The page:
Ocean Circulation (conveyor belts)

Ocean Circulation (conveyor belts) thumbnail


The ocean is not a still body of water. There is constant motion in the ocean in the form of a global ocean conveyor belt due to thermohaline currents. These currents are density driven, which are affected by both temperature and salinity. Cold, salty water is dense and sinks to the bottom of the ocean while warm water is less dense and rises to the surface. The "start" of the ocean conveyor belt is in the Norwegian Sea. Warm water is transported to the Norwegian Sea by the Gulf Stream. The warm water provides heat for the atmosphere in the northern latitudes that gets particularly cold during the winter. This loss of heat to the atmosphere makes the water cooler and denser, causing it to sink to the bottom of the ocean. As more warm water is transported north, the cooler water sinks and moves south to make room for the incoming warm water. This cold bottom water flows south of the equator all the way down to Antarctica. Eventually, the cold bottom waters are able to warm and rise to the surface, continuing the conveyor belt that encircles the globe. It takes water almost 1000 years to move through the whole conveyor belt.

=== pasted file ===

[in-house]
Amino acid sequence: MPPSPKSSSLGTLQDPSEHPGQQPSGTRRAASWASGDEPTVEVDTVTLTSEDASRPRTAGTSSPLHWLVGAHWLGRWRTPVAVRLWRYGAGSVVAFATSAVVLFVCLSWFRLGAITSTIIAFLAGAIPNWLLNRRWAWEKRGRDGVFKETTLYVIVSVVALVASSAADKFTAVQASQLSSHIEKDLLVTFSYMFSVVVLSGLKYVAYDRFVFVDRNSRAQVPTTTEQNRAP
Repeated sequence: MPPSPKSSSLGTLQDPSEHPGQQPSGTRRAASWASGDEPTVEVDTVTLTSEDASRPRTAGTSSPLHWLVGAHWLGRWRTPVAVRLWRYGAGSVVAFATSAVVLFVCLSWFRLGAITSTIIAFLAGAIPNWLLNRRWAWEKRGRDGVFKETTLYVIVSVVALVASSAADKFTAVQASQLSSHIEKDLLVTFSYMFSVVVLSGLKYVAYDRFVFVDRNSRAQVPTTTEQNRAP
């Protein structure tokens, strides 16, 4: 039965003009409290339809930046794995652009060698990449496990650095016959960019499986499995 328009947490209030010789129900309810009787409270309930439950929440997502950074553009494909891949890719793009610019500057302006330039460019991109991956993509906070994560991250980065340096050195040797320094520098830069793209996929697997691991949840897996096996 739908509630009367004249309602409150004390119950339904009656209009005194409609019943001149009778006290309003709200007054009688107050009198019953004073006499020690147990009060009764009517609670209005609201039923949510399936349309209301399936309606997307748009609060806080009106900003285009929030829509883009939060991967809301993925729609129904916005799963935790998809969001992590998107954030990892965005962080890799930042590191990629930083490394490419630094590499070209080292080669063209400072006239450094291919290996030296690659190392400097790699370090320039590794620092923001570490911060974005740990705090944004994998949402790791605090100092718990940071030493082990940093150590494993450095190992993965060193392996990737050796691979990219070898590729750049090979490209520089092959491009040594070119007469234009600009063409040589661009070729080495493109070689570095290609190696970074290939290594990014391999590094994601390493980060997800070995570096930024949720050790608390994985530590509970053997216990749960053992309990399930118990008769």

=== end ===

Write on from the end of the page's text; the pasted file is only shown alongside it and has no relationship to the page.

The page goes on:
There are two datasets that illustrate the ocean circulation. This dataset is an animation that shows the movement of the ocean conveyor belt and the second dataset is a still image that has the major ocean currents labeled. Surface waters are the red lines and cold, bottom waters are the blue lines. Changes in ocean circulation could have drastic impacts on the climate. The transport of heat associated with the ocean conveyor belt partially moderates the cold temperatures in the North. As the poles warm due to climate change, melt water from ice and glaciers enters the ocean. This fresh melt water has the potential to slow or even shut off the ocean circulation, which is dependent on temperature and salinity. The density of the fresh melt water is less than that of salty ocean water. This causes the fresh melt water to form a layer on the surface that can block the warm, salty ocean water from transporting heat to the atmosphere. The effect would be a cooling of the higher latitudes. If the warm water is not able to give off heat, it can not cool and sink to the bottom of the ocean. This would disturb the circulation of the entire ocean conveyor belt and have a noticeable impact on the climate in the northern latitudes.

Notable Features

  • Cold bottom currents are blue, warm surface currents are red
  • Transport through the whole conveyor belt can take up to 1000 years
  • Currents are labeled in the Ocean Circulation dataset

Related Datasets